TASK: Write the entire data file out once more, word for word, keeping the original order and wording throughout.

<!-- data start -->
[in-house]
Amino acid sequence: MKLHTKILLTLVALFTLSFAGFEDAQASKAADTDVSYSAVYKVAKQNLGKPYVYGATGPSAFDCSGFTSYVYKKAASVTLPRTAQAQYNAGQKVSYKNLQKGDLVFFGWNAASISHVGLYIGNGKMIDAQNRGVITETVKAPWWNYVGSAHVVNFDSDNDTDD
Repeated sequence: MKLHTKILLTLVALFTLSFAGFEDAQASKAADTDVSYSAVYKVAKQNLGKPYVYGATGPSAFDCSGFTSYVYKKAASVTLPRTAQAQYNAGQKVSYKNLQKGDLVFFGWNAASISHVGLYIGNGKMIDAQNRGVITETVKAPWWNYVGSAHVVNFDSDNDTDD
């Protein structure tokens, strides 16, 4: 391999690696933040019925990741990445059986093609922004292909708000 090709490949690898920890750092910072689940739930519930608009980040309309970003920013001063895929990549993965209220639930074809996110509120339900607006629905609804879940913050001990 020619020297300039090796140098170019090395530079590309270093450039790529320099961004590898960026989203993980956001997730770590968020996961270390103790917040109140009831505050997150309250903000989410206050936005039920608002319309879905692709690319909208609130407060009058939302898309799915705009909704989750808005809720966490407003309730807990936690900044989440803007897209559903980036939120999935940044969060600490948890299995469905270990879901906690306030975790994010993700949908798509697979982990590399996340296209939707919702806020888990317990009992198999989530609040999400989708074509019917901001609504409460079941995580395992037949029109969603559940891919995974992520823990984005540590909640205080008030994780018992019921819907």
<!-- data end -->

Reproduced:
[in-house]
Amino acid sequence: MKLHTKILLTLVALFTLSFAGFEDAQASKAADTDVSYSAVYKVAKQNLGKPYVYGATGPSAFDCSGFTSYVYKKAASVTLPRTAQAQYNAGQKVSYKNLQKGDLVFFGWNAASISHVGLYIGNGKMIDAQNRGVITETVKAPWWNYVGSAHVVNFDSDNDTDD
Repeated sequence: MKLHTKILLTLVALFTLSFAGFEDAQASKAADTDVSYSAVYKVAKQNLGKPYVYGATGPSAFDCSGFTSYVYKKAASVTLPRTAQAQYNAGQKVSYKNLQKGDLVFFGWNAASISHVGLYIGNGKMIDAQNRGVITETVKAPWWNYVGSAHVVNFDSDNDTDD
């Protein structure tokens, strides 16, 4: 391999690696933040019925990741990445059986093609922004292909708000 090709490949690898920890750092910072689940739930519930608009980040309309970003920013001063895929990549993965209220639930074809996110509120339900607006629905609804879940913050001990 020619020297300039090796140098170019090395530079590309270093450039790529320099961004590898960026989203993980956001997730770590968020996961270390103790917040109140009831505050997150309250903000989410206050936005039920608002319309879905692709690319909208609130407060009058939302898309799915705009909704989750808005809720966490407003309730807990936690900044989440803007897209559903980036939120999935940044969060600490948890299995469905270990879901906690306030975790994010993700949908798509697979982990590399996340296209939707919702806020888990317990009992198999989530609040999400989708074509019917901001609504409460079941995580395992037949029109969603559940891919995974992520823990984005540590909640205080008030994780018992019921819907």